Asteroids, monsters, cool stomping boots, this book is adorable.  Zita is a spunky heroine that is immediately endearing, and her new friends are loyal and fun.  Think The Wizard of Oz on a planet far, far away.  Kudos to the fantastic artwork as well.   

So what if it's shelved in the children's section, Zita the Spacegirl is most definitely a fun read.

Tuesday, April 16, 2013

Top 10 Tuesday: Rewind!

Top Ten Tuesday
Top Ten Tuesday REWIND:
Books I Want to See Turn Into Movies
(Feature hosted by The Broke and the Bookish)

Today we're picking a topic we missed or would like to revisit which made me pause...what do I want to talk about today?  There are so many teen books being turned into movies this year that I thought I'd throw a few of my favorites into the discussion for what needs to come out next. (Sidenote: I have the unique ability to separate the book from the movie.  I rarely get super disappointed if the story changes, scenes are left out, or the characters don't look the way I imagined.  As long as the integrity of the story is intact, I'm usually a happy camper.)
1) Mothership by Martin Leicht and Isla Neal
There's humor, there's thrills, and, of course, there's aliens.  What more could you want out of a movie?

2) Throne of Glass by Sarah J. Maas
Celaena totally kicks butt.  I'd love to see her take on the kingdom's best assassins on the silver screen.

3) Code Name Verity by Elizabeth Wein
A WWII movie with two fantastic female characters in the lead.

4) Enchanted by Alethea Kontis
Let's jump on the fairytale band wagon with this new title that blends them all together.

5) Anna Dressed in Blood by Kendare Blake
A ghost story with some substance, and a whole lot of screams.

6) Etiquette & Espionage by Gail Carriger
We need more steampunk in hollywood.

7) If I Stay by Gayle Foreman
For a major cry-fest.

8) Splintered by A.G. Howard
It's trippy...it's romantic...it's gothic...it's Alice.  Enough said.

9) Under the Never Sky by Veronica Rossi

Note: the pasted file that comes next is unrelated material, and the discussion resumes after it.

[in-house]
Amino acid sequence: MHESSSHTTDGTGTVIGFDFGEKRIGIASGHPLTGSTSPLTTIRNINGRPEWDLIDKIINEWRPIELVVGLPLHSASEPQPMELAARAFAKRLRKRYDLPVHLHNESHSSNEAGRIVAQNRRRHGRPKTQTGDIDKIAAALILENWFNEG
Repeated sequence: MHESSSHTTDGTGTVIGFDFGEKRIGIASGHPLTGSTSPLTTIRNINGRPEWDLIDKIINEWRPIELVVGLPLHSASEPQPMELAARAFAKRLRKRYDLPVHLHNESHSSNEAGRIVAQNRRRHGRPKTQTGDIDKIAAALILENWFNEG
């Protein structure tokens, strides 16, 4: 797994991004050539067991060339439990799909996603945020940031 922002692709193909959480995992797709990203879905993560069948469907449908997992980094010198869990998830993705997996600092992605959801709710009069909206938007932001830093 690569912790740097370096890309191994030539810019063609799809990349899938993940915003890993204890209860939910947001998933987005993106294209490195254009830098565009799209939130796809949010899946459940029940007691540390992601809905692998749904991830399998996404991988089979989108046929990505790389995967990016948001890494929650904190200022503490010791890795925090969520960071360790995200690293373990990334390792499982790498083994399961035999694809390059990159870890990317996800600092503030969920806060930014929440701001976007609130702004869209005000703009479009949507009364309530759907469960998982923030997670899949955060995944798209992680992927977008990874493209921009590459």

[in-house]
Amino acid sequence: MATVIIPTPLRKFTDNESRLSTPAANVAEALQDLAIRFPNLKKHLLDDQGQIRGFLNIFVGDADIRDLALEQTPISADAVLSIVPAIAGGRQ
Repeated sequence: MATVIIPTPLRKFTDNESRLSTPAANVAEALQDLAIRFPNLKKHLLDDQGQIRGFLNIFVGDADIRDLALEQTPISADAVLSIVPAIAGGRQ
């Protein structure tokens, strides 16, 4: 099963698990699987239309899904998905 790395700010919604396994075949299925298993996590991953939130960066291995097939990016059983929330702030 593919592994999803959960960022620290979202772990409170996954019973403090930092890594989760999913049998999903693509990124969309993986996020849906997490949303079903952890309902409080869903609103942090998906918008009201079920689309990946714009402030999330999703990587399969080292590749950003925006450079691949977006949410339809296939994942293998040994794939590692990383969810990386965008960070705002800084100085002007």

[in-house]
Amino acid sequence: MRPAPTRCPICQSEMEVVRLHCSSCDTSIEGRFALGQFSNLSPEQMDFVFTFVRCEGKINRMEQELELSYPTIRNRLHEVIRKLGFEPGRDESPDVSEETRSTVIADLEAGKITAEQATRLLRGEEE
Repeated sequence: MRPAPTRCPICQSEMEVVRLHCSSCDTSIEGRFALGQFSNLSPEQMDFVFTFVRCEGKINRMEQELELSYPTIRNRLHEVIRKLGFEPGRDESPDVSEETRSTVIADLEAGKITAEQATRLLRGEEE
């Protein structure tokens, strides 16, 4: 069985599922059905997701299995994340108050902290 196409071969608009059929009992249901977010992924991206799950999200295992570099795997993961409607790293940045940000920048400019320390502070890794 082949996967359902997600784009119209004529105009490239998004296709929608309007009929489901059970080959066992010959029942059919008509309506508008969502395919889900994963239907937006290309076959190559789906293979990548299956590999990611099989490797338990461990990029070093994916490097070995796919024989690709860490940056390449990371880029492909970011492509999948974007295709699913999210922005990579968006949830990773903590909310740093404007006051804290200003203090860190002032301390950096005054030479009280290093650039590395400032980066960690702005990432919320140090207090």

Sigh.  Now this one I'm particular...if they don't pick the right Perry, I wouldn't see it.

10) For Darkness Shows the Stars by Diana Peterfreaund
A perfect mix of dystopia and romance.

This was harder than I thought it would be to narrow it down to ten.  So just for kicks, there's always Anna and the French Kiss, The Statistical Probability of Love at First SightThe Disreputable History of Frankie Landau-Banks, Cinder, Hourglass, and The Selection.

Monday, April 15, 2013

Q & A: How to avoid competition

This week on TheLibrarianWay.com

Monday: Q & A - How to avoid competition
Tuesday: Back to Basics - Incorporating new formats
Wednesday: Book Love with Julia
Thursday: Exciting Events -
Friday: Friday Favorites with Emily

Q & A: How to avoid competition

Friday, April 12, 2013

Library GrabBag: Dreamcatchers

This week we tackled dreamcatchers in the Teen Room.  They were one of my favorite crafts as a child, and they are definitely easy to connect to a book...thanks Jacob and Bella.

Supplies (approximately $15 for 10 crafts):

  • Metal hoop (there are several sizes, I used a ring that was about 3" in diameter)
  • Yarn (or leather) (I used brown yarn)
  • Plastic cord (or sinew) (I used "white" plastic cord)
  • Feathers (optional)
  • Beads (optional) 

I found a great picture tutorial at Crafthabit.comThere are a huge variety of techniques.  This was the simplest that I found.  Basically, step (1) is wrapping yarn around the circumference of the metal ring, step (2) evenly loop the plastic cord around the ring and continue the process moving inward, step (3) decorate with feathers and beads.